The many benefits of local Compact networking

blog authorLocal Compacts can often cover quite small areas – for example, a district or borough council might have its own local Compact.

This can lead to multiple local Compacts in one large regional area, and the people involved in each Compact often don’t come together to meet and learn from each other.

However, here at Compact Voice, we have seen real benefits in areas that have a regional network established: in the West Midlands and the South West, for example. In these areas, people involved in local Compacts meet – either online or in person – and discuss issues relating to their Compacts, share experiences and generally keep the Compact on the agenda in their partnership working.

Because of some of the benefits we could see in other areas, we decided to help set up a network in the North East of England.

The first meeting took place in May 2012, and had only a limited number of attendees, but the purpose of the network was agreed – it would be a place where examples of good practice could be shared, along with experiences.

It was also agreed that the network would be a good place to gather evidence of Compact-related issues from across the North East, and that the network would aim to become a collective voice for the region, and that it would help facilitate strong partnership working between sectors.

Since that first meeting, the network has met a further three times - but in between there is regular contact via a virtual email network. Membership has now increased, and there are representatives from both sectors across the 12 districts in the North East, as well as the regional Council for Voluntary Service.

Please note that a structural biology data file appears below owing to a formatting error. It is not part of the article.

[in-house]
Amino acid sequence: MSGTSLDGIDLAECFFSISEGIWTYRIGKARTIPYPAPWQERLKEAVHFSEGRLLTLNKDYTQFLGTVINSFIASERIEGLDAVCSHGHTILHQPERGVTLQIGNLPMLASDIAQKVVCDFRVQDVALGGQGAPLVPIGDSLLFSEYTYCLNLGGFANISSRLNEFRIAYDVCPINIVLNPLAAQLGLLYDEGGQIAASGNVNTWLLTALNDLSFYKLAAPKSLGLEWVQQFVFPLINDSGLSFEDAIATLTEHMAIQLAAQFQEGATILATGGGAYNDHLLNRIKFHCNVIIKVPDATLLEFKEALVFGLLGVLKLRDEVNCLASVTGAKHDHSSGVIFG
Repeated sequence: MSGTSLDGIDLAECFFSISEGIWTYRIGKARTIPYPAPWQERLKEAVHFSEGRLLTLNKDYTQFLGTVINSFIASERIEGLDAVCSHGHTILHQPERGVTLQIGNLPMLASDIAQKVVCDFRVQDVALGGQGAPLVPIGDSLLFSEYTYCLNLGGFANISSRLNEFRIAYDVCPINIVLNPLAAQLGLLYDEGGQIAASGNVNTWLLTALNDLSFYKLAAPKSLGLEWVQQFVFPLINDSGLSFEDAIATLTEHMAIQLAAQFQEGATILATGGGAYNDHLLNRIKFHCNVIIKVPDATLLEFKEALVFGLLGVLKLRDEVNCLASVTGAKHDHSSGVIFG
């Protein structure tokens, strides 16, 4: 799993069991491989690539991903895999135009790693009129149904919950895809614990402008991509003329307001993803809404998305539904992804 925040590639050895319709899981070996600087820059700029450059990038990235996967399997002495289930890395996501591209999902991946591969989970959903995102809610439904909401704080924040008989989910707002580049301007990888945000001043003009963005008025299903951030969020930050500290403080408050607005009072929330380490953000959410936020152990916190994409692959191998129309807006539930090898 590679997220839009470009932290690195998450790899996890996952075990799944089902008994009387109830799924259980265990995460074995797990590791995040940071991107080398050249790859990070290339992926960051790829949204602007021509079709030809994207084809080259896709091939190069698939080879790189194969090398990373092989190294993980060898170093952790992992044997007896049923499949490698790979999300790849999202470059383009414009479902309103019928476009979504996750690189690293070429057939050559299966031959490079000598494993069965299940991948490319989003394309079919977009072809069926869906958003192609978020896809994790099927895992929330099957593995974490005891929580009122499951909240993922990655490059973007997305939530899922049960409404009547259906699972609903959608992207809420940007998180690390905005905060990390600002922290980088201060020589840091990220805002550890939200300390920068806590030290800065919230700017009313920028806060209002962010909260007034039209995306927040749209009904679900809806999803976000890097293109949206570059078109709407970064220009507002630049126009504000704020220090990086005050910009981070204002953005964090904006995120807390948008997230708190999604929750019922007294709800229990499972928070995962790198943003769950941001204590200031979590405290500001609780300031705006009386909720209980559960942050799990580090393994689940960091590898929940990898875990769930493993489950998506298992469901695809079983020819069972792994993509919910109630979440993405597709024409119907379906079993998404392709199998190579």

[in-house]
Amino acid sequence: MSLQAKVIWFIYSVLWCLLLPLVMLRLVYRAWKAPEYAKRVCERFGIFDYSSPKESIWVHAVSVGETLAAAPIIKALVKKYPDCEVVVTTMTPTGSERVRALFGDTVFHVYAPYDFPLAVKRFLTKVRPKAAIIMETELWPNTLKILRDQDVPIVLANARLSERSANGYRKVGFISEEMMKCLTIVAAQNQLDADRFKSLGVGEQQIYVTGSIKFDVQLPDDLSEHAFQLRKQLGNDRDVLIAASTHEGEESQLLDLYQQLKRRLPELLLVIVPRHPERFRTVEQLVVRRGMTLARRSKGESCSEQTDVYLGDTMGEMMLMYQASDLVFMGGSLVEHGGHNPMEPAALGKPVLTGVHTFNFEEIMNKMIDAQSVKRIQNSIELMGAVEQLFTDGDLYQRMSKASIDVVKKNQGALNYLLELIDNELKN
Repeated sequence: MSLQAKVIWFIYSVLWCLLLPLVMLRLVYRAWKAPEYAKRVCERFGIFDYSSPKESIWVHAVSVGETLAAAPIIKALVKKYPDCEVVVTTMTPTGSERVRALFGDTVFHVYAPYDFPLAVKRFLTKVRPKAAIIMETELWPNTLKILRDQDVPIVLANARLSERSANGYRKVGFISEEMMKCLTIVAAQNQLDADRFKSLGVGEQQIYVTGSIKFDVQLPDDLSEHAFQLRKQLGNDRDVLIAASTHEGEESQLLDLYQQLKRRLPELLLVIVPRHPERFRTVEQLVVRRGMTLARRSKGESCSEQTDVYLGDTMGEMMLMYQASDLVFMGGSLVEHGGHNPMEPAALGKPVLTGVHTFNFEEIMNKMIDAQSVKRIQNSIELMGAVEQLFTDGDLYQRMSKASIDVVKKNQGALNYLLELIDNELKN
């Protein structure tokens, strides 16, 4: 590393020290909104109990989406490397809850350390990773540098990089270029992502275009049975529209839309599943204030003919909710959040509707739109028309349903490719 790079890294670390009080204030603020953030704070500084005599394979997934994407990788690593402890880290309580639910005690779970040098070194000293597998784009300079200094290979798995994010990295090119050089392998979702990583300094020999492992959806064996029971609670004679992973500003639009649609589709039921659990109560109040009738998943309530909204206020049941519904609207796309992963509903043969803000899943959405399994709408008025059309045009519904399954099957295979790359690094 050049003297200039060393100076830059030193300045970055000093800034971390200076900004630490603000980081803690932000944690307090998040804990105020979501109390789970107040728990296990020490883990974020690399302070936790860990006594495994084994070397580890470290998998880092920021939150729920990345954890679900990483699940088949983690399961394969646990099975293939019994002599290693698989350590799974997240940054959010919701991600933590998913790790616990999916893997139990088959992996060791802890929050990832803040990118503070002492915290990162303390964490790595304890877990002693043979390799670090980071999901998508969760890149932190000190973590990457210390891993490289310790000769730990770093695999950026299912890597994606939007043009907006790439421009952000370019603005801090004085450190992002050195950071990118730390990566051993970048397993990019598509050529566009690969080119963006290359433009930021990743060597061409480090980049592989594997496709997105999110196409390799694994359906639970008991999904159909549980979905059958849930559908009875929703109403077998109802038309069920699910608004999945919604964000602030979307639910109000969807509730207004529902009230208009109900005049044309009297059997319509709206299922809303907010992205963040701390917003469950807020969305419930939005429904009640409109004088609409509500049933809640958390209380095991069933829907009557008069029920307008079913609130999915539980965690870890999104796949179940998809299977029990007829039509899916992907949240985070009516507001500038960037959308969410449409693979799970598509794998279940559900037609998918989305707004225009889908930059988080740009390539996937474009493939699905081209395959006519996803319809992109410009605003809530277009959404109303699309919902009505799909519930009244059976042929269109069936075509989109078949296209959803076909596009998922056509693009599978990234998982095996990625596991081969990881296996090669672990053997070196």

The Office for Civil Society (OCS) is represented through their Local Intelligence Team and the Localities Partner from the Department for Communities and Local Government - who covers the North East - is also part of the Network.

The content of the meetings has been really varied: at one meeting, representatives from Sunderland shared how they’d set up an e-learning programme to teach new staff about their local Compact. The project was turned into a case study, and then shortlisted for a Compact Award in 2012 for its innovative approach to raising the profile of the Sunderland Compact. County Durham also launched an e-learning programme about their Compact during Compact Week 2012.

The network meetings are useful for sharing national policy updates, as well as local issues. Gateshead provided a presentation to the North East network recently that discussed the purpose, objectives and principles of the Gateshead Compact - how it links to community development, volunteering, commissioning, promoting equality and tackling disadvantage - other members also shared what was happening in their areas.

The Compact has been around a long time, and has had varying degrees of success in the North East. However, I believe the network has had a real impact in the region. 

Now that the network is established, members are very proactive and there is a willingness to remain involved and to offer help and support to each other, something we feel confident will continue even after Compact Voice are no longer involved.

Networks needn’t involve a huge time commitment, and can work just as effectively online as off.
Compact Voice has an online map of every local Compact on our website, with up-to-date contact details for each.

Why not contact a few other people in your region, and see if some of the benefits we’ve seen in the South West, North East and West Midlands might work for you too?

Compact Voice are also here to help you to establish such a network, so if it sounds like something you would find useful – get in touch.

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